Sleep research

Since nursing babies that wake at night usually want to breastfeed, nighttime waking concerns are often seen as a breastfeeding problem. A new study in Pediatrics presents information about how babies sleep that could lead to problems for breastfeeding families if it is seen as how babies should sleep. It says in summary:

CONCLUSIONS The most rapid consolidation in infant sleep regulation occurs in the first 4 months. Most infants are sleeping through the night at 2 and 3 months, regardless of the criterion used. The most developmentally and socially valid criterion for sleeping through is from 22:00 to 0:600 hours. At 5 months, more than half of infants are sleeping concurrently with their parents.

Unfortunately this study does not talk about feeding choices. Many breastfeeding mothers find that milk production drops significantly when they go for many hours without breastfeeding or pumping. The Academy of Breastfeeding Medicine has just blogged about problems with this study – particularly if it is used as a guide for parents:

I am dismayed by the publication of the study of Henderson et al which ostensibly documents the normal patterns of sleep in infants in the first year of life. The population studied was non-random, self selected and not representative of the varied ethnic, cultural, socioeconomic diversity of a normal population. Thus, just on these grounds this inevitable selection bias precludes any conclusions.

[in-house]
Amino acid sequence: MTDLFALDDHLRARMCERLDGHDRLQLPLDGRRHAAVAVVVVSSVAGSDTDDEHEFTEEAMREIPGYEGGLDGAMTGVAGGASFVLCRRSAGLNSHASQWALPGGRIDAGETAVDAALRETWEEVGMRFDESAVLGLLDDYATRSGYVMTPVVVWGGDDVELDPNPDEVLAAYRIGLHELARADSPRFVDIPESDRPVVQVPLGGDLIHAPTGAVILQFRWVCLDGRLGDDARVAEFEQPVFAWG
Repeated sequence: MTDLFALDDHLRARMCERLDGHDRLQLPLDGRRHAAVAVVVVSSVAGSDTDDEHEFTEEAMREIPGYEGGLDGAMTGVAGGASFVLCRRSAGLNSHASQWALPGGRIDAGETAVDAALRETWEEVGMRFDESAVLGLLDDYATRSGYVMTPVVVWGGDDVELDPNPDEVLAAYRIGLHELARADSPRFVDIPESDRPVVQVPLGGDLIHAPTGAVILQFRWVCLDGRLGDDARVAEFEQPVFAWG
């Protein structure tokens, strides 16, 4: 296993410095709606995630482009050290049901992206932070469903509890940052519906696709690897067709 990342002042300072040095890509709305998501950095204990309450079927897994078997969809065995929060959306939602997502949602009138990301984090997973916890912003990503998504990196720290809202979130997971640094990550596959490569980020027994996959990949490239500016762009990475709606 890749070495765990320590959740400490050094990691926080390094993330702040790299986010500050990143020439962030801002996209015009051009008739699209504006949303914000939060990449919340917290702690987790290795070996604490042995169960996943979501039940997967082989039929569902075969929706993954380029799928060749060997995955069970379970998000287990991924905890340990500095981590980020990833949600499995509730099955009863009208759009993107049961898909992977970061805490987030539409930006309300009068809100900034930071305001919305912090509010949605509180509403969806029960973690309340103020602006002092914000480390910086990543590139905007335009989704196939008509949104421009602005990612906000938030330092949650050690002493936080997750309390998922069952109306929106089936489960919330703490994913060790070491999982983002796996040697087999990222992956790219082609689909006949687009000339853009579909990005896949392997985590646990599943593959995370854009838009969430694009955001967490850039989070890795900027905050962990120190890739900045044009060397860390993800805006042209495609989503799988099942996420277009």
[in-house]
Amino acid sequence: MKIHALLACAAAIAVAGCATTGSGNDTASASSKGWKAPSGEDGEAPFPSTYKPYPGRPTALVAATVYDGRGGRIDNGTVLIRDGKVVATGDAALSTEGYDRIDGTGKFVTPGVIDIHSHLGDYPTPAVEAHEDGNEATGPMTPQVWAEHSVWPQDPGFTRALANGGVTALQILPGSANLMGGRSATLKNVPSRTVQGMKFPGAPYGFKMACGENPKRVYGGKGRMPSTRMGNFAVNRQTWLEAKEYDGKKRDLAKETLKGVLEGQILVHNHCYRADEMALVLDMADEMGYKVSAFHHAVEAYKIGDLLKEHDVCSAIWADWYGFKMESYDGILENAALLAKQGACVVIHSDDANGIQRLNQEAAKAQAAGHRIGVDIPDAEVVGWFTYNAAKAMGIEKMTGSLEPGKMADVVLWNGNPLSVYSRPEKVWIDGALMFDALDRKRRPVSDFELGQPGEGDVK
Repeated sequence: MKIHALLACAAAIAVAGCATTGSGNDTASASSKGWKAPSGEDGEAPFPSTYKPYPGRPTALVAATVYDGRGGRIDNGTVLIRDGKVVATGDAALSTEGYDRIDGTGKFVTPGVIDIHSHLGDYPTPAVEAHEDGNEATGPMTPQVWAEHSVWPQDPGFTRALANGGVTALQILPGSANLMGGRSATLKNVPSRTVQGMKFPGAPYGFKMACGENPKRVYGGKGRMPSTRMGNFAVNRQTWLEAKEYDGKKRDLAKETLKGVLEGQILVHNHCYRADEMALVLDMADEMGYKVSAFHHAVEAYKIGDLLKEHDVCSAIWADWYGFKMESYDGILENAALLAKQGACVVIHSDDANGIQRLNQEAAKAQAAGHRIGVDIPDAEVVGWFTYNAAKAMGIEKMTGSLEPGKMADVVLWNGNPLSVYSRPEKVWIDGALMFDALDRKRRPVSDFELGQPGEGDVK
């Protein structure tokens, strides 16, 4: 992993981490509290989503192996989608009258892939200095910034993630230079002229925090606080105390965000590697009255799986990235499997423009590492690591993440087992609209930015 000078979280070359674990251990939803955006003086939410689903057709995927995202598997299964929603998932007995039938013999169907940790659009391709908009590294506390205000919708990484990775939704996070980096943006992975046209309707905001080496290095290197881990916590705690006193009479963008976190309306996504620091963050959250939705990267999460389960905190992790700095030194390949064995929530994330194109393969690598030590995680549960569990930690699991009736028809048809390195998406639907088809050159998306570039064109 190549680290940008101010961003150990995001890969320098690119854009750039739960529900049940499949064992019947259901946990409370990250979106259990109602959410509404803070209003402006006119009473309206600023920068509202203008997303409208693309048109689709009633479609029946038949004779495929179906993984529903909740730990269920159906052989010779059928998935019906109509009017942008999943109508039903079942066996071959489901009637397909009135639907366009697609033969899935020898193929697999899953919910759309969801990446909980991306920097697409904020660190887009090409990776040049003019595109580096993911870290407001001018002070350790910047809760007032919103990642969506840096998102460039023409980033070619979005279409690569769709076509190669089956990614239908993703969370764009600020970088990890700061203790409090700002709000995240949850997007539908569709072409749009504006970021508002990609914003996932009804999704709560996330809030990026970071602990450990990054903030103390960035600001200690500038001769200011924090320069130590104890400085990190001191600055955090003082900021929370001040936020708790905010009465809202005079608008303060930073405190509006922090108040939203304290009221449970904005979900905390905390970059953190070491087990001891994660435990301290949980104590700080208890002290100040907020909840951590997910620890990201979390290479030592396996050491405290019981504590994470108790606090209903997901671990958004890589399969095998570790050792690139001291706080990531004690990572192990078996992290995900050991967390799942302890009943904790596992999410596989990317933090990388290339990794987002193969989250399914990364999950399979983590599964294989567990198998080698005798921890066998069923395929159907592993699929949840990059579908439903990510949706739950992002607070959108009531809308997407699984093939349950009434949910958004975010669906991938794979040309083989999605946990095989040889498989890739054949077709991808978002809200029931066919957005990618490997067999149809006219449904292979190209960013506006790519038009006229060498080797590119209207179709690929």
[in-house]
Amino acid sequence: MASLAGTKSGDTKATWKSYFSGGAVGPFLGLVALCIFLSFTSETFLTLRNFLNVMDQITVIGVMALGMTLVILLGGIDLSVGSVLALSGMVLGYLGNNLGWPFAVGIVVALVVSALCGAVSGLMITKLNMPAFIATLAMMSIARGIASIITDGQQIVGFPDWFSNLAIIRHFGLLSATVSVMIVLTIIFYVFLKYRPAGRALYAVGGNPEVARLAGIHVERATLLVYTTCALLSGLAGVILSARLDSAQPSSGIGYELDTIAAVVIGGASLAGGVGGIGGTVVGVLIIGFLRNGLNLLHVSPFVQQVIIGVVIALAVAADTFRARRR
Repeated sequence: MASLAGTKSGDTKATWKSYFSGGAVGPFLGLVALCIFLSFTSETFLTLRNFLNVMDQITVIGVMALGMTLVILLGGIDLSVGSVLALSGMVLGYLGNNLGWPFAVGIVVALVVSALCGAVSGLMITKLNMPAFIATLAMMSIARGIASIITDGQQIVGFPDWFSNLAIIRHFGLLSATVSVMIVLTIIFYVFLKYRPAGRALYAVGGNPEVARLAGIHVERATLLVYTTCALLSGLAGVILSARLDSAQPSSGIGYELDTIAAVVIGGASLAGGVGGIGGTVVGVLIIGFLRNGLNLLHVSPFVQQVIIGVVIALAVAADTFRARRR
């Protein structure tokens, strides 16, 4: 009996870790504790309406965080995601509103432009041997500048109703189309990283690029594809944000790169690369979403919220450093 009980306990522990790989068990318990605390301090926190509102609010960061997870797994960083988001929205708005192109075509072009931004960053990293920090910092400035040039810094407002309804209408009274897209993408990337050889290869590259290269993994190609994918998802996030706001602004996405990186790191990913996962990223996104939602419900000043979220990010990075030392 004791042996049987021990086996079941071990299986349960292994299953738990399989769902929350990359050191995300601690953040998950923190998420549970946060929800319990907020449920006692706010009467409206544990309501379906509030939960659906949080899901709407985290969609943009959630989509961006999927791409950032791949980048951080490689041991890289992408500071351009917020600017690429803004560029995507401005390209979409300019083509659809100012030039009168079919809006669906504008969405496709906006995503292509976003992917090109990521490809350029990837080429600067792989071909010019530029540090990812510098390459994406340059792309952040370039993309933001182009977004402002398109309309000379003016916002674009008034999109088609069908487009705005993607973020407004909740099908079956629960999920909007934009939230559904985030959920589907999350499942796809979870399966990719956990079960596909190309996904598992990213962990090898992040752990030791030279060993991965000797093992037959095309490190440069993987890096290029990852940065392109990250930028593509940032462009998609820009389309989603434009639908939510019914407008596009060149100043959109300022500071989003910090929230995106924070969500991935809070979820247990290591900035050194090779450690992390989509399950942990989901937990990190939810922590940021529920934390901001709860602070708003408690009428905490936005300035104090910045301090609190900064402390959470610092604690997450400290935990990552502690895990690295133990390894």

Anthropologists and sleep researchers Helen Ball and James McKenna write in their letter to the editor:

The publication of this paper perpetuates the western cultural notion that infants can and should sleep “through the night” from a very young age. However, encouraging young babies to sleep “through the night” is one of the most effective means of killing a mother’s ability to sustain breastfeeding and denies a young infant a third of its daily nutrient intake. Regular nighttime suckling is crucial for successful lactation and is an important modulator of infant sleep architecture and arousal patterns. How can a research paper published in 2010 on infant sleep development possibly overlook or ignore the relevance of night-time breastfeeding? How could the reviewers overlook or ignore such a fundamental omission?

I hope that this study does not get used to undermine breastfeeding by making parents feel like there is something wrong with their breastfed babies that do not sleep through the night in the first year.


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